The product of an incredibly successful crowdfunding campaign, The Age of Stupid was premiered in Leicester Square in a solar-powered tent, producing 1% of the carbon emissions of a normal blockbuster premiere.
It was also linked to 62 other UK cinema screens, breaking the Guinness World Record for largest film premiere ever.
In addition, by threatening to return his OBE, the film’s star Pete Postlethwaite managed to get the government to sack plans for a controversial coal-power station in Kent.
Now that’s activism.
PLANET EARTH: THE FUTURE (2006)
Wasn’t Planet Earth fascinating? Aren’t those animals beautiful? Isn’t David Attenborough such a treasure?
But wait — what happened to that mass extinction event we’re going through?
Upset with the lack of coverage of environmental problems on public TV, green campaigners managed to get the BBC to put together Planet Earth: The Future, a companion piece to the Planet Earth documentaries.
Drawing on the BBC film crews’ first-hand experience of environmental degradation in various parts of the world, this three-part documentary shines the light on the urgent need for worldwide conservation efforts – in that same captivating style.
For those keen to learn more, and hear more of David Attenborough’s dulcet tones, you can dip back into the BBC’s similarly-themed State of the Planet, released in 2000.
In 1999, French environmentalist Yann Arthus-Bertrand with the help of the UN published Earth from Above, a stunning collection of his award-winning aerial photography which sold millions of copies. A decade later, he released Home, a cinematic follow-up to his earlier book.
Narrated by Glenn Close, who recently made an appearance in The Girl with All the Gifts, the film displays the Earth’s incredible diversity as well as the areas where that diversity is being compromised – and all from the eye in the sky.
Although made possible through support from Kering, which owns luxury brands such as Gucci and Alexander McQueen, Home is completely free to view on several platforms and has been translated into 14 languages – so there’s no excuse not to have a gander.
Yann Arthus-Betrand’s film stuns with its depth and scope and it is, naturally, beautifully shot.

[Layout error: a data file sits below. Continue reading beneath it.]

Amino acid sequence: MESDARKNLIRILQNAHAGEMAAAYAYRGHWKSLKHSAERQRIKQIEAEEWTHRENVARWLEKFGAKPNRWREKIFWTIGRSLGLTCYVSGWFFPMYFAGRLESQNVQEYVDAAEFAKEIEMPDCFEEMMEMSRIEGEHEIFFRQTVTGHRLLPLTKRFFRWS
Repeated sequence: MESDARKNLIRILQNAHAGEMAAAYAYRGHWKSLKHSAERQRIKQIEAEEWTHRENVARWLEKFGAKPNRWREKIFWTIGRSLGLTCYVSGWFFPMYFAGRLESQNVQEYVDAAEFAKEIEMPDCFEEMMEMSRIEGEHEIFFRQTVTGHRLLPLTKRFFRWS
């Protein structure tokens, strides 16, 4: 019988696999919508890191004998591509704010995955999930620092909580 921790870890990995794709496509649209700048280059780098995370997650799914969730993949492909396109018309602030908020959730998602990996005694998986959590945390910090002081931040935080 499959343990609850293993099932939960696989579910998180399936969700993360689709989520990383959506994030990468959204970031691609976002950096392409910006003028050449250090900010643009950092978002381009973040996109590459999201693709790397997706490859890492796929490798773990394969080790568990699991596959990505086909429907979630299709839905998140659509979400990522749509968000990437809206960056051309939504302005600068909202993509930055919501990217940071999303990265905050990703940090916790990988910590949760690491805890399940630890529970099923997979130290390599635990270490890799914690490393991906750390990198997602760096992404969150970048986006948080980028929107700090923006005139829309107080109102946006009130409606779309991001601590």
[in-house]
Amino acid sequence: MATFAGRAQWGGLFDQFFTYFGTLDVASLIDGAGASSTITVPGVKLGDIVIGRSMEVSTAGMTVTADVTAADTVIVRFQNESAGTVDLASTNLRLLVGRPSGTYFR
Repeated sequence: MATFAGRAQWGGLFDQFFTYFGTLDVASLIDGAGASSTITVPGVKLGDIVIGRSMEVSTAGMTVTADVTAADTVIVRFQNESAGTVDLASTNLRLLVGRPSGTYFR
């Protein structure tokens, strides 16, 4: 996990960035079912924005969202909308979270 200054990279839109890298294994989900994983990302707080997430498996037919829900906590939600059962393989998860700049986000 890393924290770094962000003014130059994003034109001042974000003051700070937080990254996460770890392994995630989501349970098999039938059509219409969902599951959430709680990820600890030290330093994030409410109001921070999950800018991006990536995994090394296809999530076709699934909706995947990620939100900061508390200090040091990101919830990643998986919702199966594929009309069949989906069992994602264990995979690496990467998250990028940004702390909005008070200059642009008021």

You can find our interview with the director here.
THIS CHANGES EVERYTHING (2015)
We always knew that Naomi Klein was a force to be reckoned with – her breakout book No Logo, published in 1999, took on multinational corporations and put her in direct conflict with The Economist magazine.
Several years later, nothing has changed.
Her 2014 book This Changes Everything: Capitalism vs. The Climate, which spawned this documentary, takes on the vast neoliberal project and argues that it is completely incompatible with looking after the climate’s health.
Like some of the other films here, This Changes Everything boasts star producers – Danny Glover, Seth MacFarlane (who features in Logan Lucky) – but takes a humble approach. Focusing on little-known environmental activists from around the world, the film documents their various struggles and successes.
This is an interesting, inspiring and important viewing experience.
Much like Naomi Klein’s work, WALL-E is an unrelenting critique of consumerist society – which is surprising for a film developed by Disney.
That aside, the computer-animated picture managed to gain more awards than we can fit in here and find its way to the top spot of Time magazine’s ‘Best Movies of the Decade’.
These accolades are more than deserved.
Set in 2805, the story centres on a trash compactor with human emotions who has been left to clean up all the waste on the now-abandoned Earth. Although it contains very little dialogue, the film speaks volumes about almost every topic covered by the films on this list.
Far from just a kids flick, WALL-E is a thoughtful, funny, wise, and moving film.
If this can’t make you do the recycling, nothing will.